Vision for the Future: Opolis Optics is Optimizing Plastic



James Merrill went from the Counter Violent Extremism (CVE) unit in the U.S. Agency for International Development (USAID) to the sunglasses industry, and to him the transition was obvious. After noticing how environmental injustice, particularly plastic waste inundating communities, plagued those most at risk for recruitment to terrorism, Merrill set out to create a durable recycled plastic material. The result was Opolis Optics, an eyewear company hailing a number of styles made from a patented recycled plastic or plant-based blend. 

During his work at USAID and other NGOs, Merrill noticed that those engaging in violence or at risk lived in low-income communities or near landfills.

Merrill’s final assignment in Nigeria, instituting measures to counter Boko Haram recruitment efforts, crystallized for him the potential to address radicalization in another, less conventional way. “I started to really look at the ecosystem of plastic pollution and how it was linked to radicalization and recruitment,” Merrill says. 

For personal reasons, Merrill decided to stop working in the government. “That didn’t mean I wanted to stop helping the communities that I lived [in] and worked with for so long,” Merrill says. 

He began to research plastic technology and its impact on at-risk communities and came across rPET, short for recycled polyethylene terephthalate. To translate, it’s basically a type of recycled plastic material made from PET, a prevalent type of plastic used in making water bottles and other single-use items. While rPET is gaining popularity in manufacturing, it is primarily used in making other water bottles. Merrill wanted to find a way to use 100% rPET in reusable goods, such as sunglasses, but the current rPET material was too delicate.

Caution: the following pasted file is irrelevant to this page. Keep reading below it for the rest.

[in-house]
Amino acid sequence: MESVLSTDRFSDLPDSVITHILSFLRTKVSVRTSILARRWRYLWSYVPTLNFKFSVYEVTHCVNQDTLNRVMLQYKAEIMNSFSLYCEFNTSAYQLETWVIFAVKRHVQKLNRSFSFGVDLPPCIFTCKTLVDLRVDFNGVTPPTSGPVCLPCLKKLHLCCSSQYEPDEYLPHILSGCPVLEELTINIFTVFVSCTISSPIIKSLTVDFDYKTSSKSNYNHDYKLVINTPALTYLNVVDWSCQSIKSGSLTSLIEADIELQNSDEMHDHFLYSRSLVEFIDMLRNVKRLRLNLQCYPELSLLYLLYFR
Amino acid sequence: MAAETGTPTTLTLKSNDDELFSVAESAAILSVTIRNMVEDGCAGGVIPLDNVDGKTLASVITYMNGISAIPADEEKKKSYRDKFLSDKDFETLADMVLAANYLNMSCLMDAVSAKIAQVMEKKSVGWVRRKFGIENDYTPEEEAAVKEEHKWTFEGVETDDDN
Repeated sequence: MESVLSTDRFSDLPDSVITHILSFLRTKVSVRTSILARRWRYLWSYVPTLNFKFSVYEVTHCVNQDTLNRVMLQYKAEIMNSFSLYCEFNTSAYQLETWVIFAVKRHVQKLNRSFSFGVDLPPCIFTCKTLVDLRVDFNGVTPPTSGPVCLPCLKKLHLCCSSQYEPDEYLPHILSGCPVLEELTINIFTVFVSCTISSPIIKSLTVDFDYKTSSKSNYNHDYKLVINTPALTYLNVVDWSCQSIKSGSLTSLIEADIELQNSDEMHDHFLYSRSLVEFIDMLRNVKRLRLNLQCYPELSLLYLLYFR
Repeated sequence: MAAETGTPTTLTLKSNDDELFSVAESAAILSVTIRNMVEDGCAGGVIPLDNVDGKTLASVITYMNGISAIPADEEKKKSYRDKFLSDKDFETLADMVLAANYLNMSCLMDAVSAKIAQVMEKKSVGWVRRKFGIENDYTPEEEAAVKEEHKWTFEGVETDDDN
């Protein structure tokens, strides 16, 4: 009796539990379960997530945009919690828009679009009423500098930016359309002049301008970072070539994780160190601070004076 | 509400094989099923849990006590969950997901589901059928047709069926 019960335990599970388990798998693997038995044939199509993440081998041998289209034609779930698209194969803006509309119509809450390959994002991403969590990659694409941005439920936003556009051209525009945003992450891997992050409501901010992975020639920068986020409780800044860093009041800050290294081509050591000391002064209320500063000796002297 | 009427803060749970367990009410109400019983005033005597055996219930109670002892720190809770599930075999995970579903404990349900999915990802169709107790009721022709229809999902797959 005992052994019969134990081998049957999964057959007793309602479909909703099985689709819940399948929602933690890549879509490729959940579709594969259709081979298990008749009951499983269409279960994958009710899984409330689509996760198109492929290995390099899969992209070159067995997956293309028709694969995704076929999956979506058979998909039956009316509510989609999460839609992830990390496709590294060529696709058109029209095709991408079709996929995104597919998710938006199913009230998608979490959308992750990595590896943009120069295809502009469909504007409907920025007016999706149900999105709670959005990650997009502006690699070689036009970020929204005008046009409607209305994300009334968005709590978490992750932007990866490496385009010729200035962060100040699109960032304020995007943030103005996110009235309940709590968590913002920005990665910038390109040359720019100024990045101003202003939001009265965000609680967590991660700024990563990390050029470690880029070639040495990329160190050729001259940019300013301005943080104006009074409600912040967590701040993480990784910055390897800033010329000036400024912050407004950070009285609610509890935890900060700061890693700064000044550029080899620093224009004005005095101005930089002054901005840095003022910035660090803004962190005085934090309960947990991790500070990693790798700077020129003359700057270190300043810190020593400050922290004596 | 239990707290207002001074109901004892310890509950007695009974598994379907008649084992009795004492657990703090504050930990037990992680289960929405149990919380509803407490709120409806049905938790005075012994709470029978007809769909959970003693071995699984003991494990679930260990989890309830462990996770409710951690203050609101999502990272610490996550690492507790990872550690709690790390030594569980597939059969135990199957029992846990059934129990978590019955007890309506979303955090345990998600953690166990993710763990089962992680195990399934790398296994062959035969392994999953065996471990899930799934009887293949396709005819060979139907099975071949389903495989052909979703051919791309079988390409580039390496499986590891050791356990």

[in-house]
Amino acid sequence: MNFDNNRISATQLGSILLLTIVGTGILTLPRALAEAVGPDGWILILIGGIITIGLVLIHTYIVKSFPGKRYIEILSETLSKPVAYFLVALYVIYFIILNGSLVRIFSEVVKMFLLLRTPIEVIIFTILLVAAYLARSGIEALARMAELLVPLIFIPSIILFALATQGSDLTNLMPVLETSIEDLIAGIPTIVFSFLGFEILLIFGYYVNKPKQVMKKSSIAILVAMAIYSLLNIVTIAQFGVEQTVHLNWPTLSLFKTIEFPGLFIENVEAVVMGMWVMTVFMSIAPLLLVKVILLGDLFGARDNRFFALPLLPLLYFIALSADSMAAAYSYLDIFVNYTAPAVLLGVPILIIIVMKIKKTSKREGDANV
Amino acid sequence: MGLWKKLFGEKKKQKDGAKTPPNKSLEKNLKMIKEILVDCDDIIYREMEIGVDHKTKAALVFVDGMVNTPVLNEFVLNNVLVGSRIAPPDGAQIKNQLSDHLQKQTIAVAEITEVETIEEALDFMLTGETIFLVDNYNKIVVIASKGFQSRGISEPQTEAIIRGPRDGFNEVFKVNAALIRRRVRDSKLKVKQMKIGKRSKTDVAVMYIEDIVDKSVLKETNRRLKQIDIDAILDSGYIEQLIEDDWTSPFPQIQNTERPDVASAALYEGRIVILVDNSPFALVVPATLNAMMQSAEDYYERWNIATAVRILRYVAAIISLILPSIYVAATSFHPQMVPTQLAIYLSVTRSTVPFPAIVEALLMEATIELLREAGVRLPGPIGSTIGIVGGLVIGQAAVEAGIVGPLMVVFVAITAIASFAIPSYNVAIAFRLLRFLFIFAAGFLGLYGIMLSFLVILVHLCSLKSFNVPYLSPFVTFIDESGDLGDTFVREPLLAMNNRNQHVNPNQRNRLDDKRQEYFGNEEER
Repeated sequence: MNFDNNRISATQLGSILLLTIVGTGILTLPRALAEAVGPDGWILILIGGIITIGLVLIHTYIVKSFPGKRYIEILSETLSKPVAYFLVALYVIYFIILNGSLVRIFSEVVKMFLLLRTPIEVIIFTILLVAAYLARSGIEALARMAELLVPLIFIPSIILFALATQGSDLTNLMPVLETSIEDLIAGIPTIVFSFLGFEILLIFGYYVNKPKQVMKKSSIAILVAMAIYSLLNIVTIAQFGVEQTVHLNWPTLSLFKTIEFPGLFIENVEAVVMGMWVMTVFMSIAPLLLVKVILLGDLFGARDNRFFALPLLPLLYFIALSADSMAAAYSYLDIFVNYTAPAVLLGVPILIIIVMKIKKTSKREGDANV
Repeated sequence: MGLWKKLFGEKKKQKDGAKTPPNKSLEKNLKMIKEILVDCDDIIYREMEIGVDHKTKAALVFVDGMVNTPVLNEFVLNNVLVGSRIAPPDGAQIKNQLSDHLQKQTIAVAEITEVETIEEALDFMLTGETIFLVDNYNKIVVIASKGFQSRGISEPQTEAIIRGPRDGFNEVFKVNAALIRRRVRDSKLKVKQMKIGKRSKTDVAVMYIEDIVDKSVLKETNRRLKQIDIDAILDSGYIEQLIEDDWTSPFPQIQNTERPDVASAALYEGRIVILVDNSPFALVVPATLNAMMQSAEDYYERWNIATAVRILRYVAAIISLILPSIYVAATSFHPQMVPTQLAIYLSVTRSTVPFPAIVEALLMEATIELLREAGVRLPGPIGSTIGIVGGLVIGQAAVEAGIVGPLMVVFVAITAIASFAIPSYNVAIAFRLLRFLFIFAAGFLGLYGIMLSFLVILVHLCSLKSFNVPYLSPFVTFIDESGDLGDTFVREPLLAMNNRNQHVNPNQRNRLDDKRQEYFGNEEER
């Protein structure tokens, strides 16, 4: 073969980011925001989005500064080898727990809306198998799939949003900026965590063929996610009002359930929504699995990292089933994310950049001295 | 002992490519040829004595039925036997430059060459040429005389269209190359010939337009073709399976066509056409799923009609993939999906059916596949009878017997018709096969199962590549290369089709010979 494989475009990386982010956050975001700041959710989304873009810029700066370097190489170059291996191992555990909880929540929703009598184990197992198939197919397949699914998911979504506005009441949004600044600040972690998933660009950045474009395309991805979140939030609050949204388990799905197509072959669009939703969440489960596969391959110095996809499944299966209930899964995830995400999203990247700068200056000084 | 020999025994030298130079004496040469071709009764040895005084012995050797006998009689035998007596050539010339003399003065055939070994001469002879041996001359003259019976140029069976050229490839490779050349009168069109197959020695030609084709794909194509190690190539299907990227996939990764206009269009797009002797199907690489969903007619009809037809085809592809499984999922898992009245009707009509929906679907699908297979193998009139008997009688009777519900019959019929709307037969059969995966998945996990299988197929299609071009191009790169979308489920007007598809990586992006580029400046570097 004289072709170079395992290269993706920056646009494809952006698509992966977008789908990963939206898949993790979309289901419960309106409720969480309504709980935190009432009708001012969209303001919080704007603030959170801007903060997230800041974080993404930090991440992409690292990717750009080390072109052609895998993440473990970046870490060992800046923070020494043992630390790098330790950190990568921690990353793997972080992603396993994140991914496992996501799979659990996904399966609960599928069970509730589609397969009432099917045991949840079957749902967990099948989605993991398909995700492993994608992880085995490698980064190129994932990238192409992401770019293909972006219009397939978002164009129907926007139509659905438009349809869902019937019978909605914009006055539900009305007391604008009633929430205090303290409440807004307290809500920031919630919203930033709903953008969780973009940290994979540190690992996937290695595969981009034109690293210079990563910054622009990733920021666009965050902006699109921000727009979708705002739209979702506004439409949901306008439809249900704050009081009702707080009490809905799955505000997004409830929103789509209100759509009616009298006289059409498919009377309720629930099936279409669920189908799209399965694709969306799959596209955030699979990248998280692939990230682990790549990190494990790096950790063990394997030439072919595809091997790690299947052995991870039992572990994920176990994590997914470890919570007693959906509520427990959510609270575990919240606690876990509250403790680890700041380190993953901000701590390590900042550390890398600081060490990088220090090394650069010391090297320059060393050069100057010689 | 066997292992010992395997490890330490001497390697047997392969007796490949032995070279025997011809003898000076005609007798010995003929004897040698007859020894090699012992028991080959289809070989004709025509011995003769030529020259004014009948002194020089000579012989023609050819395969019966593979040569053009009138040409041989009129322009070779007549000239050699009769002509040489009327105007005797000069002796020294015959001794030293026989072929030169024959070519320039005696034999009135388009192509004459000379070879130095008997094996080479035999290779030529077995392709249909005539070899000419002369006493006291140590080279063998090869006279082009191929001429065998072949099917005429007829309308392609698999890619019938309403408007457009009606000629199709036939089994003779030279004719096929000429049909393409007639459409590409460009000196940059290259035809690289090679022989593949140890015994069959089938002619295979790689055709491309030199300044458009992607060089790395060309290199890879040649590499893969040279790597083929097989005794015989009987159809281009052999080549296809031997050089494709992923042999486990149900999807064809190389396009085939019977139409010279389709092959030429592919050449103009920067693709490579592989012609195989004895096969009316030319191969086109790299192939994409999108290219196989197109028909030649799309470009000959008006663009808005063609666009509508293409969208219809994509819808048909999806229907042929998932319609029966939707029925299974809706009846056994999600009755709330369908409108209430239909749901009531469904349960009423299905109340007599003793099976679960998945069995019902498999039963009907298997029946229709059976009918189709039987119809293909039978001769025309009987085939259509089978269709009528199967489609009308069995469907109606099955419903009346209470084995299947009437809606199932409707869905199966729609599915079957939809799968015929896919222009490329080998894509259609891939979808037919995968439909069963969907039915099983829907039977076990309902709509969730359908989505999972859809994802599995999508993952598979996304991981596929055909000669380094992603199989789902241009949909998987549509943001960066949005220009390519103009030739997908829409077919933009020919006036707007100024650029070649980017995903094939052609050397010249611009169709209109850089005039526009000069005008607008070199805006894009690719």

After trying out a number of different manufacturers and working with the University of Southern Maine STEM lab, Merrill finally developed an rPET blend that would be strong enough for durable goods. He named this material StokedPlastic, got a patent on it, and now uses it in Opolis glasses.

Opolis partners with rPET manufacturers in Bali, Nairobi, and Manila that are working to keep their communities and the environment clean.

But Merrill isn’t just focused on using recycled plastic. Opolis’ Bio-Based sunglass collection uses bio acetate. Traditional acetate, common in sunglasses, uses plasticizers, which are petroleum-based. Opolis’ alternative contains polymers made from plant materials such as hemp, cotton seeds, and red pulp. Perhaps the best part about the Bio collection — aside from its sleek styles — is that these specs biodegrade in the landfill in just 115 days. “Everybody asks if they’re going to biodegrade on your face,” Merrill says. Thankfully, it takes the conditions specific to a landfill to break down this material so quickly. If you’re wearing them a lot, Merrill says, you can expect these plant-based shades to last you 3–4 years. 

Beyond sunglasses, Opolis Optics is launching a line of ski and snowboard goggles made with the StokedPlastic blend. 

The demand for more transparently sustainable products is there, Merrill explains. “I wanted to feel so good about how I answered [customer] questions and to be able to say we were proud of how we source and produce and sell our product,” he says. 

To date, Opolis Optics has taken roughly 300,000 water bottles from the Balinese coast with its StokedPlastic collection. The near-term goal, according to Merrill, is to reach one million bottles removed. 

“What I dream about is to be able to put these little facilities around the world that can turn plastic into rPET,” Merrill says. Starting with sunglasses, Merrill sees a future in which communities repurpose their plastic to not only clean up their natural surroundings, but strengthen themselves against social harms.

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Lily Olsen
Lily Olsen
Lily is an Associate Editor and Reporter on the Bluedot team — joining from sunny California. She is a recent Princeton graduate with a degree in political science. Her work spans human rights and advocacy through internships at the State Department and the AND Campaign.

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